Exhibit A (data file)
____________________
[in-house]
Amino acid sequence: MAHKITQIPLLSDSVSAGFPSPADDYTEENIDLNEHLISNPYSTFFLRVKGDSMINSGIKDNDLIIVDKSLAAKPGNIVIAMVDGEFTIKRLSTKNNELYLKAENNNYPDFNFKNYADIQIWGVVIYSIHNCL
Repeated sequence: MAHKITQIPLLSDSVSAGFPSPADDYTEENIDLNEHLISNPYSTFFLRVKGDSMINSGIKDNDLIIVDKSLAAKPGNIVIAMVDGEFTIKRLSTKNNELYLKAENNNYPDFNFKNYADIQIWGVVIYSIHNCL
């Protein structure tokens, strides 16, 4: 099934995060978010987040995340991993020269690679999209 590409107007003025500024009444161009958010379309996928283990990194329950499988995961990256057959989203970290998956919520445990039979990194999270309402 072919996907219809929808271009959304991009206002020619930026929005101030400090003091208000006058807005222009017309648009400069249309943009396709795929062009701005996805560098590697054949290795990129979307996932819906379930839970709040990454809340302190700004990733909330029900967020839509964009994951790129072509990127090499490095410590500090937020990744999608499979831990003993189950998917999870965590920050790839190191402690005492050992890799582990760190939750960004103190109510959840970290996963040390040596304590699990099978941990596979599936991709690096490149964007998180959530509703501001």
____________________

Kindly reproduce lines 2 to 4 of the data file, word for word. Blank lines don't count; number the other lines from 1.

Amino acid sequence: MAHKITQIPLLSDSVSAGFPSPADDYTEENIDLNEHLISNPYSTFFLRVKGDSMINSGIKDNDLIIVDKSLAAKPGNIVIAMVDGEFTIKRLSTKNNELYLKAENNNYPDFNFKNYADIQIWGVVIYSIHNCL
Repeated sequence: MAHKITQIPLLSDSVSAGFPSPADDYTEENIDLNEHLISNPYSTFFLRVKGDSMINSGIKDNDLIIVDKSLAAKPGNIVIAMVDGEFTIKRLSTKNNELYLKAENNNYPDFNFKNYADIQIWGVVIYSIHNCL
């Protein structure tokens, strides 16, 4: 099934995060978010987040995340991993020269690679999209 590409107007003025500024009444161009958010379309996928283990990194329950499988995961990256057959989203970290998956919520445990039979990194999270309402 072919996907219809929808271009959304991009206002020619930026929005101030400090003091208000006058807005222009017309648009400069249309943009396709795929062009701005996805560098590697054949290795990129979307996932819906379930839970709040990454809340302190700004990733909330029900967020839509964009994951790129072509990127090499490095410590500090937020990744999608499979831990003993189950998917999870965590920050790839190191402690005492050992890799582990760190939750960004103190109510959840970290996963040390040596304590699990099978941990596979599936991709690096490149964007998180959530509703501001």